IS: I’m suspicious of any form of nationalism. I grew up in Wales, but my father was of Scottish ancestry. He was gripped by the stories of his grandfather, a world-wanderer who wrote about his expedition to the headwaters of the Amazon in Peru. He was tasked with evaluating unknown (to London) territory on behalf of a coffee-planting company.

My allegiance has always been to place, to certain long-remembered landscapes. I could never have attempted, without living there for years, a ‘sprawling’ novel about Cardiff or Swansea. But I was happy, thanks to the publishers Little Toller, to have been given the chance to return to Wales to write the monograph published as Black Apples of Gower.

CK: Is it safe to say you’re pretty unhappy with the contemporary London landscape and its architecture? I’m almost reluctant to bring up the Millennium Dome…

IS: We’re living now in what I take to be ‘the last London.’ A city so much estranged from its earlier identities (always shifting and revising) that it is unrecognizable. The process could be described as beginning with Margaret Thatcher and the manufacture of Canary Wharf and Docklands out of the isle of Dogs. The Olympic Games (and other such grand events) were seen as the perfect smokescreen for enclosures, investment silos, improving the image of destruction. But I’ve talked myself out on these topics. The trick has been to find projects that pull away from those dead zones, and the promotional language of politicians and puffers, into ritual acts of exorcism. Walks, films, books. Downriver for Thatcher. London Orbital for the Dome and other millennial follies. Ghost Milk for Westfield and the Olympic piracy. London Overground for the doughnut of speculative railway suburbs, new-build blocks with artisan coffee and balconies for bikes.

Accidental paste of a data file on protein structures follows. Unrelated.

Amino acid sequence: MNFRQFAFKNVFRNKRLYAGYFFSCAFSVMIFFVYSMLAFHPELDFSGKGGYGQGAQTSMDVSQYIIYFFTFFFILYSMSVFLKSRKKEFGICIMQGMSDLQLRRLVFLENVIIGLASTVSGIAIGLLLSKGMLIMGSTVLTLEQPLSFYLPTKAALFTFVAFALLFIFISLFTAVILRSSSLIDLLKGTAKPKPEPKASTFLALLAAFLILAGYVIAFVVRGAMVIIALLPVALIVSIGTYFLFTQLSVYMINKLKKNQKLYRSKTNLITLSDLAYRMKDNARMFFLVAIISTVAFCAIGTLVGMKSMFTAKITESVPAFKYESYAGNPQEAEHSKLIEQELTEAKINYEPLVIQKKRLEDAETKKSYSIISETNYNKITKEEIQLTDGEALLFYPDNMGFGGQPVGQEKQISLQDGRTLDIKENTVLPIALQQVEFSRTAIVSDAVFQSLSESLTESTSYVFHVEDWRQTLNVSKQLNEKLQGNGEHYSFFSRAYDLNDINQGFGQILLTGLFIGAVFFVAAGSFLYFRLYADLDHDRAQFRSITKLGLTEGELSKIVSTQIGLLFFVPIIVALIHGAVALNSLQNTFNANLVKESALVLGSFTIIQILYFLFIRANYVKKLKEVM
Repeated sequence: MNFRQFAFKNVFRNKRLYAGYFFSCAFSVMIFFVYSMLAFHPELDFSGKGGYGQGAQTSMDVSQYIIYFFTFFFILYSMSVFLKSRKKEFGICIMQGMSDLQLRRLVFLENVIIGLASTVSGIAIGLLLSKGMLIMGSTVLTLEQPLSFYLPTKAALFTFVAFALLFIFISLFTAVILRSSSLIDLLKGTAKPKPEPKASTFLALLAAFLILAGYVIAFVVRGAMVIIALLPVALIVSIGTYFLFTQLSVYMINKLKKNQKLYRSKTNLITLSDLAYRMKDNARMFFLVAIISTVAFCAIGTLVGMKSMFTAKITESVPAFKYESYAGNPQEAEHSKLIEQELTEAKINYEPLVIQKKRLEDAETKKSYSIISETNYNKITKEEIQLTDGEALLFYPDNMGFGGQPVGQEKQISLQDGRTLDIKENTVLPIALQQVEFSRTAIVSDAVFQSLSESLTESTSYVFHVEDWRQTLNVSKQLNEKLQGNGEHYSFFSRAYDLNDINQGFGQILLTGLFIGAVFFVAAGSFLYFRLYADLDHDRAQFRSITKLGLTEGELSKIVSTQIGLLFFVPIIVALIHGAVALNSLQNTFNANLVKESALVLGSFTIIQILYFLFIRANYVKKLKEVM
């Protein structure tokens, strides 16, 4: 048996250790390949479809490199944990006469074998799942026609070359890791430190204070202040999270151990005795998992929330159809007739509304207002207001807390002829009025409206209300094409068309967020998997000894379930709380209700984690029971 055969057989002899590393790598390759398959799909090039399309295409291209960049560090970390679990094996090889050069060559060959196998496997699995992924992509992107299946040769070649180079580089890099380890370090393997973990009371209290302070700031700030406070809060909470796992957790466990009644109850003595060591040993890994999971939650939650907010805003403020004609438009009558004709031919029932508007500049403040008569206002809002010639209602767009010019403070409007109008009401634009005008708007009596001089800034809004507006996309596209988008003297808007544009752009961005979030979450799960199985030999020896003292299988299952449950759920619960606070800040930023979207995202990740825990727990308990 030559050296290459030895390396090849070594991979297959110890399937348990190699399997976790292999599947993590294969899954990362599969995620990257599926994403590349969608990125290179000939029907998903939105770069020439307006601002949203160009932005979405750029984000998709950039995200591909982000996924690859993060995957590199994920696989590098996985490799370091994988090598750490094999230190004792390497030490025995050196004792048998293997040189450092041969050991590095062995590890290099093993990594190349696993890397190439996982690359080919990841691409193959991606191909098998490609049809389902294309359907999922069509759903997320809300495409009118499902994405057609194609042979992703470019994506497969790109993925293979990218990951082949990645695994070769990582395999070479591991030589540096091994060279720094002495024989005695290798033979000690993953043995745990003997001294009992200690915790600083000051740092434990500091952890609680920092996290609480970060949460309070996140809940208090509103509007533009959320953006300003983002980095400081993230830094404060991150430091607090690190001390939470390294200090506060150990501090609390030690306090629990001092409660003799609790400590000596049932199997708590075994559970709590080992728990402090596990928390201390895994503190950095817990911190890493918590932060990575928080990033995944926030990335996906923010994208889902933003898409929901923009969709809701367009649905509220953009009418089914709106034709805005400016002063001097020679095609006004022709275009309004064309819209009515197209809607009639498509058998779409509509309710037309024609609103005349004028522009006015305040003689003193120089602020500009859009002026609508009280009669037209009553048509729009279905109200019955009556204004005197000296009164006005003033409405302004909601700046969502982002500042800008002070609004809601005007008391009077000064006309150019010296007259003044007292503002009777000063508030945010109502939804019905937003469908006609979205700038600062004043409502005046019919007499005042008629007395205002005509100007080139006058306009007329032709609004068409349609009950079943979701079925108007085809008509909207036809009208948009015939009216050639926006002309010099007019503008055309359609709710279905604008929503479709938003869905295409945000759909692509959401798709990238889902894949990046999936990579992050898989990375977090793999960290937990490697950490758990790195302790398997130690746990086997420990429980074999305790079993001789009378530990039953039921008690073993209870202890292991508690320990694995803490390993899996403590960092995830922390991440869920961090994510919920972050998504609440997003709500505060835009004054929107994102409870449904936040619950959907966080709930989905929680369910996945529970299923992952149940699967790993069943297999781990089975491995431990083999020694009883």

CK: In American Smoke you actually leave London and relocate to the USA. Were American writers a big influence on you, the Beats especially?

IS: My romantic side was drawn to the energies of Beat writing from way back. I was reading the Kerouac books as they appeared. And I was lucky enough, in my early twenties, to spend time filming with Allen Ginsberg at the time of the Dialectics of Liberation conference in 1967. It seemed to make sense, as a way of shaking free of the black-hole gravity of post-Olympic London, the corporate state, to reconnect with the myths of the Beat writers, as well as with pre-Beat outsider figures like Malcolm Lowry, and the post-Beat Chilean novelist and poet Roberto Bolaño. American Smoke, which I enjoyed writing very much, is about bad journeys, terminal quests, not getting to Mexico.

CK: I read the book on the movie Crash you did for the BFI, I think it’s safe to say that Ballard has been a significant influence on your work. Aside from appearing beside him briefly in the Mary Harron documentary and his contribution to “London: City of Disappearances,” did you know Ballard well?